Saulles. whose marriage so Rudolph Deser.rr takes
place at South Bethlehem, Pen the cereraor.y
being performed by the Rev. Dr. Gilbert H. Ster
ling. Paul Degener will be his brother's best man.
while the bride, who Is a daughter of Mr. and Mrs.
Arthur E. de Saulles. will have no attendants at
In town at noon Ml?a Ju'.la Clark, daughter of
Mr. and Mrs. George Crawford Clark. wi.i be mar
ried to Horace Chase Stebbins in Grace Church.
Miss Edith Clark. Miss Marion Clark SB I Miss Ger
trude Sard, of Albany, will attend the bride. An
drew C. Sage will officiate as best man. while
William L. Cutting. George Crawford Clark, jr..
Wtnfleld S. Hoyt. Sherman Day. Err.e*t Adee ana
George and Robert Wrenn will act as ushers.
After the ceremony there will be a reception at
the West Thirty-seventh-st. hoot of the bndas
Cornelius X. Bliss, jr.. David Taylor. Georza
Moore. Edward T. Cockroft and Henry E. Owen,
Jr.. will be in attendance as ushers on Johan Jan
son, of Christiania Norway, when his n.arrUge ta
Miss Busts E. Owen takes place th:s afternoon^al
th Weal Ftfty-sixtii-st. house of Dr. and llrs.
Henry K. Owen, the parents of the bride. His*
Edith Owen will be her slsrfr'3 only attendant.
After th* ceremony there wiU be a reception. TU
young couple will make their home in Norway.
Among the company that s; :-.: the week end a *
the Chatsworth Club. Cfcatsworth. N. J.. •**• Mr.
and Mrs. John H. Davis-. Miss Mary Custis Lee ani
E. N. Tailer.
ITALIAN KINGS GIFTS TO CHARITY.
Rome. Nov. 21.— King \ "'tor Emmanuel has sig
nalized the birth of tise Princess Mafalda. who waj
born on November 13. by givir^ CO.OOO to tn .*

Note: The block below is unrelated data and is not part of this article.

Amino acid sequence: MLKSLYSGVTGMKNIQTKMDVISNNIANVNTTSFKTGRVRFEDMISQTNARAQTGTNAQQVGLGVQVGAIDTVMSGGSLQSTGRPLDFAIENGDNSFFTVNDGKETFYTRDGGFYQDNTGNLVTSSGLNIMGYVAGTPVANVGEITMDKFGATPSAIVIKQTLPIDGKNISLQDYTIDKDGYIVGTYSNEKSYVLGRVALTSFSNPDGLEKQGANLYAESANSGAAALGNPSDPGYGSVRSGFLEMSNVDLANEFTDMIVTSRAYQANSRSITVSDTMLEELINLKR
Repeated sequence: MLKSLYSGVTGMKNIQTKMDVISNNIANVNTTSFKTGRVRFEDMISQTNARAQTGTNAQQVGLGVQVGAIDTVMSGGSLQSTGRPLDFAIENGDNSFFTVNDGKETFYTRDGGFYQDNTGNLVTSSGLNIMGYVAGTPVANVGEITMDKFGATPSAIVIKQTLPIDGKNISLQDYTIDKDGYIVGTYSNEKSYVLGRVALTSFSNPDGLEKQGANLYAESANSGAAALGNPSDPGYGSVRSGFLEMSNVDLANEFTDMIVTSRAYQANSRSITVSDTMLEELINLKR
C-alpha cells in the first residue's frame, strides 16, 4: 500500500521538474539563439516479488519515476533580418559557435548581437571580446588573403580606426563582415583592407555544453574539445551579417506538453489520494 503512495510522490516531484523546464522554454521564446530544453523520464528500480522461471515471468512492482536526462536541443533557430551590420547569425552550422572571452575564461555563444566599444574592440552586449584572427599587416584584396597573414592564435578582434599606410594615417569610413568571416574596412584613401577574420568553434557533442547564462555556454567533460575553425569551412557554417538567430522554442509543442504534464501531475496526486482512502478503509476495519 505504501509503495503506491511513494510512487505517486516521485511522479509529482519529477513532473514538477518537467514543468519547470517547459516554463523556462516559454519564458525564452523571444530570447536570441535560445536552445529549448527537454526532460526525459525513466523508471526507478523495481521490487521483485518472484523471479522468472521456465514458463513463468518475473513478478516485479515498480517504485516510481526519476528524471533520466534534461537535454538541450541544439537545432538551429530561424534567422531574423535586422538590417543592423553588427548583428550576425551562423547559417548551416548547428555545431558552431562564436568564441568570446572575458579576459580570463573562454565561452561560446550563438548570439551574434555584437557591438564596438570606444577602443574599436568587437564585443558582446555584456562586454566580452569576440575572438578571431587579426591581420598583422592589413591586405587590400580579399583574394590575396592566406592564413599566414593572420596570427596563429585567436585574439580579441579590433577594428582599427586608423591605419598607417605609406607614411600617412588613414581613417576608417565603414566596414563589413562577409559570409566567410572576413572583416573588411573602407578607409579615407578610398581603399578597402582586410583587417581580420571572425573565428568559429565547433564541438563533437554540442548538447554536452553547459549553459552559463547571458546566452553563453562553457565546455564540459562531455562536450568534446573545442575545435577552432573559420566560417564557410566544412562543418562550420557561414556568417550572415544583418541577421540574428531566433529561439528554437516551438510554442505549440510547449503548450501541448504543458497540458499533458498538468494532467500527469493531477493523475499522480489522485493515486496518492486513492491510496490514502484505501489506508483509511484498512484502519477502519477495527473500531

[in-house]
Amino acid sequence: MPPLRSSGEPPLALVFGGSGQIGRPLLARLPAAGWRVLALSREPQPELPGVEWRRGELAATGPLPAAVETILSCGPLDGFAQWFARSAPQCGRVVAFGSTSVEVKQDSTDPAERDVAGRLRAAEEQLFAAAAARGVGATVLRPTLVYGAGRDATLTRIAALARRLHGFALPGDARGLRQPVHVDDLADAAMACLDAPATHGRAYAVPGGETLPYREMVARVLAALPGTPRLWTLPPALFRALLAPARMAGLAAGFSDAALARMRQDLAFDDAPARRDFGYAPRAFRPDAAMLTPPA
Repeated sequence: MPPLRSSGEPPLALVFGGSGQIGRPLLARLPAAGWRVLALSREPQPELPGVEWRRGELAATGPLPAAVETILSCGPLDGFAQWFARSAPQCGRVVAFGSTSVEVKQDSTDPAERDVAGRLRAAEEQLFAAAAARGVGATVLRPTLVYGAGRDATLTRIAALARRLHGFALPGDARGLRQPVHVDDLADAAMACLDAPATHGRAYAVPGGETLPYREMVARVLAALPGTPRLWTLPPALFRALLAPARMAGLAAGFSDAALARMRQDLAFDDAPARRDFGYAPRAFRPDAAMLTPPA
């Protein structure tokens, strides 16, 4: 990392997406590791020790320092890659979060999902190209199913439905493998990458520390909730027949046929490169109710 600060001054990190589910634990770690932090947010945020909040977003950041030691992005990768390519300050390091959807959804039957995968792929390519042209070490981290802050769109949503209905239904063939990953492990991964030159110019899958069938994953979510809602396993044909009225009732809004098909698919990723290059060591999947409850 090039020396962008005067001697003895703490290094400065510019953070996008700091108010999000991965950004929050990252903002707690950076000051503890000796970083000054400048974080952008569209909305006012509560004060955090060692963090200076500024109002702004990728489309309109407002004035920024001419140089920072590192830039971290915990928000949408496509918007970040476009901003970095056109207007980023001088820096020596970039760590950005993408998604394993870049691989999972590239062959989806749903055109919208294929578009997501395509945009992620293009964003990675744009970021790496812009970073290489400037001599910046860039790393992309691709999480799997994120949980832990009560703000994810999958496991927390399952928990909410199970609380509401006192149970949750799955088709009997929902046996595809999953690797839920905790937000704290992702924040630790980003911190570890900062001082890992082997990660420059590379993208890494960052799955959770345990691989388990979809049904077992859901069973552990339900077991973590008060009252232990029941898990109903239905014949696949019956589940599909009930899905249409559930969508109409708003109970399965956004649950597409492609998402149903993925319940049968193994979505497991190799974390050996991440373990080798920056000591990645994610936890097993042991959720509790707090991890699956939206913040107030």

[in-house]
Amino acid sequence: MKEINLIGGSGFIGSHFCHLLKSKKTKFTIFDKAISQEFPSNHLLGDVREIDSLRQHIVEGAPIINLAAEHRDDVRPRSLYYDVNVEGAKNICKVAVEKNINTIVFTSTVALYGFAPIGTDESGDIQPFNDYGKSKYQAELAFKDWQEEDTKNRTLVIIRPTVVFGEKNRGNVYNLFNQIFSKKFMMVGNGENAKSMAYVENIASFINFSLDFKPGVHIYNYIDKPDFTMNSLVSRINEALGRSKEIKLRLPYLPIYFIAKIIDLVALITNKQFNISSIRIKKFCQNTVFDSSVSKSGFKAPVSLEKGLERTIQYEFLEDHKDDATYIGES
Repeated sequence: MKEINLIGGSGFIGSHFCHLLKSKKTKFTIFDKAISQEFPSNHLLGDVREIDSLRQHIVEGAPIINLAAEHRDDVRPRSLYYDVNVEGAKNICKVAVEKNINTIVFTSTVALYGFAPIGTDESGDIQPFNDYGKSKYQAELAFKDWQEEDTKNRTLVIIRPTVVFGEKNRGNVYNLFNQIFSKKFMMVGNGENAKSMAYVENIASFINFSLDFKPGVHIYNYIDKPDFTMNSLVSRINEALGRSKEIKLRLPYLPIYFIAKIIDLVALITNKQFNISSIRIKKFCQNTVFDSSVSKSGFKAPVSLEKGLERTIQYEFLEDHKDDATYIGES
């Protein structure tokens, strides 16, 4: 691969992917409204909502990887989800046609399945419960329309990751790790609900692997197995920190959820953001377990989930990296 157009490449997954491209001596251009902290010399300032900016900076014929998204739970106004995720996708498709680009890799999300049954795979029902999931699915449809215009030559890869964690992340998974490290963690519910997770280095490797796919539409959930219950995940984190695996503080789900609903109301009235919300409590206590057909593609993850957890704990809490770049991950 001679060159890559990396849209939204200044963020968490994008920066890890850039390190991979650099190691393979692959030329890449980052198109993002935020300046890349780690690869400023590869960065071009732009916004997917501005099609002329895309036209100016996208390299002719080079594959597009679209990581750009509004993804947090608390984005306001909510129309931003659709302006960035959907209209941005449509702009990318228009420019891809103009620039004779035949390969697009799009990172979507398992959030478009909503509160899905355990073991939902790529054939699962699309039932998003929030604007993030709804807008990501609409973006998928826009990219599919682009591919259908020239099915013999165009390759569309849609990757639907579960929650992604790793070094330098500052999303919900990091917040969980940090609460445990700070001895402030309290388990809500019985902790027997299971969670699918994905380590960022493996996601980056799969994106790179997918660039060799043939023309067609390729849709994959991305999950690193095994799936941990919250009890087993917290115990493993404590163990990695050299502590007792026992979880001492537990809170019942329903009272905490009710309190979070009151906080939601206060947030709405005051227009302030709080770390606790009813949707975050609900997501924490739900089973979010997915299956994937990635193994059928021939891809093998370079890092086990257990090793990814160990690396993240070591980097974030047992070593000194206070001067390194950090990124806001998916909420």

Foundling Hospital and S&SM to the free hospi
On the Kroonland. which arrived here yesterday
from Antwerp, were:
Miss Emma L. Dana. I Dr. aa<! Mr«. Gyul* ITlmaa
Miss Mary H. Dana. and family.
Mis. S. Frost. Mis- Hilda Koenis
Mis» N. Frost. illsa E'.*a Koeai*.
Mrs. Koenis. I
The Italian Line steamship Sicilia, which salU
to-day, will carry among others:
Herbert A. Davis. The R«v. D W. Zoo*.
The Rev. P. U Stanton. I Francesco G»rdel.».
Mrs. Frances Fuller Victor, who died recently M
Oregon, was known as the historian of the North.
west, being the author of a number of historical
works on Oregon. Washington. Idaho and Mon
tana. She was born in Rome. X. T.. In XSX and
was related to Chancellor Walworth. At the ; earij
age of fourteen she began to write fornei •»P^i£
and was a contributor of verse to The B-m*
Journal.- under the editorship of N. P. « ; "'t-, I J3
early poems and those of her sister were pubUsij**
in ISSL and her last work, also a volume of poems,
in 3* In the InterveniM half century she de.
voted herself cxiierly to historical subjects, belnl
the author of a dozen volumes..
W. .1. Chappelle, who died recently 1* Leaven.
worth. Kan . was manager of Ford's Theatre, at
Washington, when President Lincoln was assassi
nated, and was one of the first to reach the ?f,? r M
the wounded President. He was »* va! th
yars old, and had been in the show business^ Col
fifty years. He was buried at Great Bend. Perm*
where hia daughter resides
The new president of Oberlin College, the Rev. Dn
Henry Churchill King, has been connected wits
the Ooertta educational work for a number ■»
years. He was tutor in Latin, and afterward »
mathematics, In the Oberlin Academy: then a*.
nnrlrta professor of mathematics for six years ■
the college : then professor el philosophy for seven
years, and of theology and philosophy since IS-
He has been dean sin-,, last For many years M
has conducted, on Sunday mornings. » <:«f h £,*
normal Bible study, r.umbertng tn 7V'^ii It tl™t 1 ™
aria, mostly students, and has *' v 1 .lIJSJ. II JSJ
Harvard Summer School of Theology arid ma««
addresses at Nortnneld. He was graijua.ed a,
OberUn in IST9. and from its theological /*?«?£*
three years later. He then took a two years post^
graduate course at Harvard, and « u^ !ed i a the •"
University in Germany in 1593-M. He to. U»
thor of two books. "Reconstruction in Tnewasj*
and "Social Consciousness."